Dr. Hodge's wife is dying of cancer.
His wife disappears.
The cops come asking questions.
He presents them with her ashes.
Six months later, Dr. Hodges disappears in a boating accident.
He's presumed dead.
This is the story of what really happened.
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Ken was born in the great state of Nebraska. By age three he couldn't wait to leave so he convinced his father to take a job at a law school in Little Rock, Arkansas, knowing that he would probably one day need legal advice for one reason or another (we won't go into why.) When his father later remarried another lawyer, Ken decided that was two too many lawyers so he decided against the law as a career choice.
He did get one thing from all three of parents (well, at least one): a love of books. He read The Hobbit for the first time in the sixth grade and fell in love with stories. Eventually, he got the hair-brained idea he could tell stories, too, though it took him many, many, many, many years to become good at it and to find a story worth telling. He went to Hendrix College, where he developed a life-long love affair with science. He graduated with a useless degreee in Psychology with an emphasis in pre-med.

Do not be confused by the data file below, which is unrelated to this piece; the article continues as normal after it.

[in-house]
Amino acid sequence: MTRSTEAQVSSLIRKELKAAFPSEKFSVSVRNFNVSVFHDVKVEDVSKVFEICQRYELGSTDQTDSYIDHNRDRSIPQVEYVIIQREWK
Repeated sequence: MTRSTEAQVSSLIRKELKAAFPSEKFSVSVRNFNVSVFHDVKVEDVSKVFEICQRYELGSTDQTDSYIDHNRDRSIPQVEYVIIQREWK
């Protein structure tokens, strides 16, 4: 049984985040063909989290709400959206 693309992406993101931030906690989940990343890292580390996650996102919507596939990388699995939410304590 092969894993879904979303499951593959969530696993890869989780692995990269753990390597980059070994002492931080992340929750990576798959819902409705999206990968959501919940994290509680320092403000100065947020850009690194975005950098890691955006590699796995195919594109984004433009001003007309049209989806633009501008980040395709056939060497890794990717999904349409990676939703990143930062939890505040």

He had the hair-brained idea to go to medical school once, which really was a hair-brained idea so he eventually (many, many, many years later) returned to his original hair-brained idea of telling stories, only now he had some stories to tell. The best advice he can give to aspiring writers is to have adventures because whatever doesn't kill you, gives you something to write about. As Dennis DeYoung of Styx fame says, dreams do come true. But what he doesn't tell you is that they only happen with a lot of blood, sweat, and tears. He would never discourage someone's dreams, but he would caution that it will be the hardest thing you've ever done or will do. Dreams will suck you dry, if you let them, so balance them with life and enjoy the ride.